An interesting perspective on the Canadian system of articling was offered up during this week’s Twitter chat by Valarie, @YoungSmartLegal, who has recently moved here from the United States.
“The idea of articles sort of baffles me,” Valarie said in response to questions about the advantages and limitations of articling for professional training.
Twitter chat moderator Omar Ha-Redeye noted that Canadians seem to think it’s necessary, to which Valarie responded: “In principle it makes sense, but if you’re going to a big firm it just seems like a way to keep salaries low.”
Articling students would be first-years at U.S. law firms – maybe not better positioned to learn, but certainly better compensated, she said.
Jonathan MacKenzie said he believes the mentorship aspect of articling has deteriorated – he has many colleagues who don’t get “facetime” with principals. Still, he says he wasn’t ready to take carriage of files right out of law school – and while most law firms wouldn’t give green lawyers that kind of responsibility anyway, the current regulatory system makes sure they can’t.
“It just seems like an antiquated system. Not in tune with the current reality of the legal market,” said Valarie. “I think Canadian firms risk losing top talent or failing to attract it by keeping” the articling system.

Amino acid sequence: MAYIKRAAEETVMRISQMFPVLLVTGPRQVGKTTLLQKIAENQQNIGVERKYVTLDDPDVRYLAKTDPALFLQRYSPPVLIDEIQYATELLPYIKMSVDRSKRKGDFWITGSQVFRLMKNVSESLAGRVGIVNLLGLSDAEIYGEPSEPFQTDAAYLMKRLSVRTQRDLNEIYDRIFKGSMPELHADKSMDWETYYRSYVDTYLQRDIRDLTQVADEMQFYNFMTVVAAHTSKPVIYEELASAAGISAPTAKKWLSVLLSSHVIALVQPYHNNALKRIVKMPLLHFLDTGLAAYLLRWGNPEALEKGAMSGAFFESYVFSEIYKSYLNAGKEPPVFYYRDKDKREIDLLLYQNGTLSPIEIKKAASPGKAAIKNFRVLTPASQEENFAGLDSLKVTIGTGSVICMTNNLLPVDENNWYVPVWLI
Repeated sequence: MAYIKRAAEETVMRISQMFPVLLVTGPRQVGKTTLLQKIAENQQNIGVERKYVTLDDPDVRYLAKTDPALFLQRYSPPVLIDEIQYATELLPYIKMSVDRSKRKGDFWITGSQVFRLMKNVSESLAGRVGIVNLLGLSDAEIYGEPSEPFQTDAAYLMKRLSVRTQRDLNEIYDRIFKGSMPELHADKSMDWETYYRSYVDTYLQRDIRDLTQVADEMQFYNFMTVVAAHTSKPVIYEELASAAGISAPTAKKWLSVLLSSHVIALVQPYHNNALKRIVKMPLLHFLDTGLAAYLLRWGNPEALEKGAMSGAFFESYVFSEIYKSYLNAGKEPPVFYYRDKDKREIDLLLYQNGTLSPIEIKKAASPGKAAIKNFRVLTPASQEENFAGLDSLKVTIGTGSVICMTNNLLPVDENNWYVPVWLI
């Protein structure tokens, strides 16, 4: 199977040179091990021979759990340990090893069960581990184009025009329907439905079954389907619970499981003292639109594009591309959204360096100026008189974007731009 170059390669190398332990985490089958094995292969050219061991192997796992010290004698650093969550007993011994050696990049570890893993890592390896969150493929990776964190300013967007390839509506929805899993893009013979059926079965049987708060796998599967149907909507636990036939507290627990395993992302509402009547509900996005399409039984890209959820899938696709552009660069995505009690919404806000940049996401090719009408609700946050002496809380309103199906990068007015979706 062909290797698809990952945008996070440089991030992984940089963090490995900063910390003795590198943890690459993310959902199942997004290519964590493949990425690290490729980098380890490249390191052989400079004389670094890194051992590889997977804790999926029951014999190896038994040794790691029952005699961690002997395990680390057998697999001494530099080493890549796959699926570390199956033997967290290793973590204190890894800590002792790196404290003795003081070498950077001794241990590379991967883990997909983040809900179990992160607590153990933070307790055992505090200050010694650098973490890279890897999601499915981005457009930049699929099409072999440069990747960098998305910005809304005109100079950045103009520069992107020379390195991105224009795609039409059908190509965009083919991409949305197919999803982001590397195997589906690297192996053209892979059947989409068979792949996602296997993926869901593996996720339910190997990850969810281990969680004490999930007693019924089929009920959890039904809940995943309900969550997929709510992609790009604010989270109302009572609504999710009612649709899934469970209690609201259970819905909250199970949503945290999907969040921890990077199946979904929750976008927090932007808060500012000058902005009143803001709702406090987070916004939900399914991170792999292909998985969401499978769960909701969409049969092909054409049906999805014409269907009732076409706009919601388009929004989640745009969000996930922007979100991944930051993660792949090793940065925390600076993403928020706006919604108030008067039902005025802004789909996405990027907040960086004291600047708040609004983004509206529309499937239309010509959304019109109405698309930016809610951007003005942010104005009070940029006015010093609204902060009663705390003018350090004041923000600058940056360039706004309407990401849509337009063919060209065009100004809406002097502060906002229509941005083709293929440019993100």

“There are a lot of Canadians in NYC who wanted the experience PLUS the money,” she said.
Ha-Redeye asked some provocative questions but noted, “It’s tough to get candid opinions from articling students about their negative experiences. Why is that?”
Emily Alderson answered, “Because law students think there is a crisis, and we’re all desperately trying to get/keep jobs.”
Ha-Redeye noted that when studies are done anonymously, students tend to have a lot more to say. “The lack of candidness, and job insecurity, is itself very telling about some of the shortcomings.”
If you want to provide some anonymous input on articling, Alderson notes that they can do so at the CBA’s 20Q survey https://www.surveymonkey.com/s/QM3S9L7.
Join us again next Tuesday night when our topic will be what needs to change (if at all) in regard to legal education in Canada.
And in the meantime, take part in the discussion at cbafutures.org